Per the OED, the word comes to us from the Old French assigner, past participle a(s)signé, meaning to assign. When Middle English adopted the word, it was spelled "assigne" and pronounced with three syllables. In the 15th century, the final 'e' on many words became mute and were eventually dropped. This happened to assigne, which became the modern assign. The same thing happened with avowe, which lost its final vowel to become avow.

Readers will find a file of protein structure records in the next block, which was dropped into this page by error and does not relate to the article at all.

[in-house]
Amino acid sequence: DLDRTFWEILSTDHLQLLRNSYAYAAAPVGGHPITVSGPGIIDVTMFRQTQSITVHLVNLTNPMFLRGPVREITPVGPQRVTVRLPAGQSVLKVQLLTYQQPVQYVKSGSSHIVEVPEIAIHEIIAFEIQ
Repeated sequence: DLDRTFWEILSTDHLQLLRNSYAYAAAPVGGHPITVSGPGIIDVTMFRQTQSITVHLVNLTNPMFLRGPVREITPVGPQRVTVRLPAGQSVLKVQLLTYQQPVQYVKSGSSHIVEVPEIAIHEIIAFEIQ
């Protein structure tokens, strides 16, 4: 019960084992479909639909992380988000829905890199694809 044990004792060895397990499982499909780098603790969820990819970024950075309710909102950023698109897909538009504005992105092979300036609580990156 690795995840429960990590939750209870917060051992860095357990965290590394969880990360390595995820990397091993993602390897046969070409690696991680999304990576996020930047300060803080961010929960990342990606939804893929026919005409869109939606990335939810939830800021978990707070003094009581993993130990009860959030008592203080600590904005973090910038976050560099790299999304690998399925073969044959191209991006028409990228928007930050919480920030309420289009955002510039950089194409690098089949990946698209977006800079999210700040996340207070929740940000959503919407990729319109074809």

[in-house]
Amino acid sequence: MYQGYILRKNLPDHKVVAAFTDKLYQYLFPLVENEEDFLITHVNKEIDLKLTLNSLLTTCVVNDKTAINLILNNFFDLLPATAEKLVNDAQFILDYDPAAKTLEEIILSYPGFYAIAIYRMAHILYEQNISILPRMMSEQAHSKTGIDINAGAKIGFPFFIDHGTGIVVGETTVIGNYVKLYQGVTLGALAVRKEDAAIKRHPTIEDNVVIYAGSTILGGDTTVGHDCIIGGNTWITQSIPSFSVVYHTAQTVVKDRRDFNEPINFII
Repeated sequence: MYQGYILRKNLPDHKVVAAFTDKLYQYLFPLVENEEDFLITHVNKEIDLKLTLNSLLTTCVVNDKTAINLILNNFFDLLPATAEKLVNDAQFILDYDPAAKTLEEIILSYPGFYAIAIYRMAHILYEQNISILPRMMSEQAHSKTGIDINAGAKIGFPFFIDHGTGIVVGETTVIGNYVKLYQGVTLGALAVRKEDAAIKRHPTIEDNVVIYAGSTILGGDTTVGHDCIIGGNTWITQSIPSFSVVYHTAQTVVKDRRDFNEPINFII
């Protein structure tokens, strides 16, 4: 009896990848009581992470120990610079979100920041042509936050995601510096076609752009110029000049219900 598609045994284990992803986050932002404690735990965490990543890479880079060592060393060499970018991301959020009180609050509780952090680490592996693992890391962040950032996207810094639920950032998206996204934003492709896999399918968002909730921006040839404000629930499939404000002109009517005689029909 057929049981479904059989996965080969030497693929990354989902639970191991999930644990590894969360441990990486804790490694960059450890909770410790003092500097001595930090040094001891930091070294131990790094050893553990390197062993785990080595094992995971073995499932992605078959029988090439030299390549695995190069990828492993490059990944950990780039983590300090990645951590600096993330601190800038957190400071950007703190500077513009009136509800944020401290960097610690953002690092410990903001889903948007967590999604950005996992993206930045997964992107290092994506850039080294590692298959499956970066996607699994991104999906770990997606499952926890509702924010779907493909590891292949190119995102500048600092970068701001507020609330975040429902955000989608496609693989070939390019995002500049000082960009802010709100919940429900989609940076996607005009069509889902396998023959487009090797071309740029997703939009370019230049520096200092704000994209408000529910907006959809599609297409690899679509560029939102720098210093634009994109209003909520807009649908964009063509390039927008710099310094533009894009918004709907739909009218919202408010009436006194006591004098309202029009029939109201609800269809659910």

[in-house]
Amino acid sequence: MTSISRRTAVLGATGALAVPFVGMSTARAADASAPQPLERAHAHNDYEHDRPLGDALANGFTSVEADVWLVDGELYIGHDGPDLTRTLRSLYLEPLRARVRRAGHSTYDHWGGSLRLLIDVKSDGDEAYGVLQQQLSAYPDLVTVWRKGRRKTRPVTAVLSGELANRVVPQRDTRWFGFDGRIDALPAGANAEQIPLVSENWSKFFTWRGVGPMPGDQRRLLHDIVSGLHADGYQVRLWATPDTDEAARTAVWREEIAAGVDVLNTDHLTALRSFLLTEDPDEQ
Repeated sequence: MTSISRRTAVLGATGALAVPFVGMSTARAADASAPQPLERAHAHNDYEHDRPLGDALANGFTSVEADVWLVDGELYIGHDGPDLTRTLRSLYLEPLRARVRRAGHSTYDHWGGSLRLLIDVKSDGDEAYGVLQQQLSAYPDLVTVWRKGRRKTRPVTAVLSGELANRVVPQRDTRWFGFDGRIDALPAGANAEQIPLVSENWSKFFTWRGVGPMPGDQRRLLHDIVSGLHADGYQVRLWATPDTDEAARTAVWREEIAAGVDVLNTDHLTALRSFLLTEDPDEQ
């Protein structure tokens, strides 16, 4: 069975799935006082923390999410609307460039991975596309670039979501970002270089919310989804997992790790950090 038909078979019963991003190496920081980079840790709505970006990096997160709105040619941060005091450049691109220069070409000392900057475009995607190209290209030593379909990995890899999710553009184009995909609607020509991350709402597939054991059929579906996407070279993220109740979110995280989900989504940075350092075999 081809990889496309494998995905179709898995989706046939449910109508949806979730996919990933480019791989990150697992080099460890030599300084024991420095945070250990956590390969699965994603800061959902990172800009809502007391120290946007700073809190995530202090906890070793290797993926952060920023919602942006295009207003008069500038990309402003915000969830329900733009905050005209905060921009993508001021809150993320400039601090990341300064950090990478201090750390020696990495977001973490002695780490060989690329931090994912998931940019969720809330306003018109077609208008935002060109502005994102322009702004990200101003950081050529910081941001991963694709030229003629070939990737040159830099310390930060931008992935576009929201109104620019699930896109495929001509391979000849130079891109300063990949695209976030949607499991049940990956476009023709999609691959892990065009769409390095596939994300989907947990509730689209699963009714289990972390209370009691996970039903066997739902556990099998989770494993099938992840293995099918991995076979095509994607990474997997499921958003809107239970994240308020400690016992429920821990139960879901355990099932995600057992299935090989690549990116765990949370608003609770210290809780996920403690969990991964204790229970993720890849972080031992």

To the victors go the spoils as well as the task of setting up the courts, which is what the Normans did in England after 1066. The language of the law courts was French and over the years developed into an archaic version of that language called "law French", which preserved the old vocabulary for legal terms. Presumably to preserve the distinction between the three-syllable law French assigne and the two-syllable, mute end vowel assigne, the former picked up an extra 'e' at the end.